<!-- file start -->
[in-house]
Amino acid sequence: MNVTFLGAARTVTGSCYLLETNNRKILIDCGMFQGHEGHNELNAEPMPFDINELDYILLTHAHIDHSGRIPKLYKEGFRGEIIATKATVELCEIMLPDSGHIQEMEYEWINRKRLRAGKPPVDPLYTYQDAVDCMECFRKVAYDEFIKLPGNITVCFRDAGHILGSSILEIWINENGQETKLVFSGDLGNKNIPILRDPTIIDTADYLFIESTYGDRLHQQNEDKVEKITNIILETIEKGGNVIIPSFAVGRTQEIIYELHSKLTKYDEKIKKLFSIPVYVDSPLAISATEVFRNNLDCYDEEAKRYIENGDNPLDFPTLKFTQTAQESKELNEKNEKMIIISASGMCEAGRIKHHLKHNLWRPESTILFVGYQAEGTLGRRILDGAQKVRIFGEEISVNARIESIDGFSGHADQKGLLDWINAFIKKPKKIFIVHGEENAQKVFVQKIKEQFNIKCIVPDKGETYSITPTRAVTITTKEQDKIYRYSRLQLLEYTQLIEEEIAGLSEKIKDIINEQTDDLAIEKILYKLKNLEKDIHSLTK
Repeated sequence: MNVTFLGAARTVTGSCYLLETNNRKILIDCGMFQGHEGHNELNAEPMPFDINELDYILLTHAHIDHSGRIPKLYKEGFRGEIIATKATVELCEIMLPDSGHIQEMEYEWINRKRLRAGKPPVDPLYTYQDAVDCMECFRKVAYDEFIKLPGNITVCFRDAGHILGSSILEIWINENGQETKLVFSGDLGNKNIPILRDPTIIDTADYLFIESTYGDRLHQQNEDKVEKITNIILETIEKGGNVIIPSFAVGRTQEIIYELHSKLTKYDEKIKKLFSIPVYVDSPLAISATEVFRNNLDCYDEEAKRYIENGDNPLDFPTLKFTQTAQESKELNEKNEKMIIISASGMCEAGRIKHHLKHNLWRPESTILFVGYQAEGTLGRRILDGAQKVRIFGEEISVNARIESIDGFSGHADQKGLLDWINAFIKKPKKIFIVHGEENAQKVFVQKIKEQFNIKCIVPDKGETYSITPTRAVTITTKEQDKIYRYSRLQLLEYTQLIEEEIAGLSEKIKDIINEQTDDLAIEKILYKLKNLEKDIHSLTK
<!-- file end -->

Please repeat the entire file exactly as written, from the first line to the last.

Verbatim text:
[in-house]
Amino acid sequence: MNVTFLGAARTVTGSCYLLETNNRKILIDCGMFQGHEGHNELNAEPMPFDINELDYILLTHAHIDHSGRIPKLYKEGFRGEIIATKATVELCEIMLPDSGHIQEMEYEWINRKRLRAGKPPVDPLYTYQDAVDCMECFRKVAYDEFIKLPGNITVCFRDAGHILGSSILEIWINENGQETKLVFSGDLGNKNIPILRDPTIIDTADYLFIESTYGDRLHQQNEDKVEKITNIILETIEKGGNVIIPSFAVGRTQEIIYELHSKLTKYDEKIKKLFSIPVYVDSPLAISATEVFRNNLDCYDEEAKRYIENGDNPLDFPTLKFTQTAQESKELNEKNEKMIIISASGMCEAGRIKHHLKHNLWRPESTILFVGYQAEGTLGRRILDGAQKVRIFGEEISVNARIESIDGFSGHADQKGLLDWINAFIKKPKKIFIVHGEENAQKVFVQKIKEQFNIKCIVPDKGETYSITPTRAVTITTKEQDKIYRYSRLQLLEYTQLIEEEIAGLSEKIKDIINEQTDDLAIEKILYKLKNLEKDIHSLTK
Repeated sequence: MNVTFLGAARTVTGSCYLLETNNRKILIDCGMFQGHEGHNELNAEPMPFDINELDYILLTHAHIDHSGRIPKLYKEGFRGEIIATKATVELCEIMLPDSGHIQEMEYEWINRKRLRAGKPPVDPLYTYQDAVDCMECFRKVAYDEFIKLPGNITVCFRDAGHILGSSILEIWINENGQETKLVFSGDLGNKNIPILRDPTIIDTADYLFIESTYGDRLHQQNEDKVEKITNIILETIEKGGNVIIPSFAVGRTQEIIYELHSKLTKYDEKIKKLFSIPVYVDSPLAISATEVFRNNLDCYDEEAKRYIENGDNPLDFPTLKFTQTAQESKELNEKNEKMIIISASGMCEAGRIKHHLKHNLWRPESTILFVGYQAEGTLGRRILDGAQKVRIFGEEISVNARIESIDGFSGHADQKGLLDWINAFIKKPKKIFIVHGEENAQKVFVQKIKEQFNIKCIVPDKGETYSITPTRAVTITTKEQDKIYRYSRLQLLEYTQLIEEEIAGLSEKIKDIINEQTDDLAIEKILYKLKNLEKDIHSLTK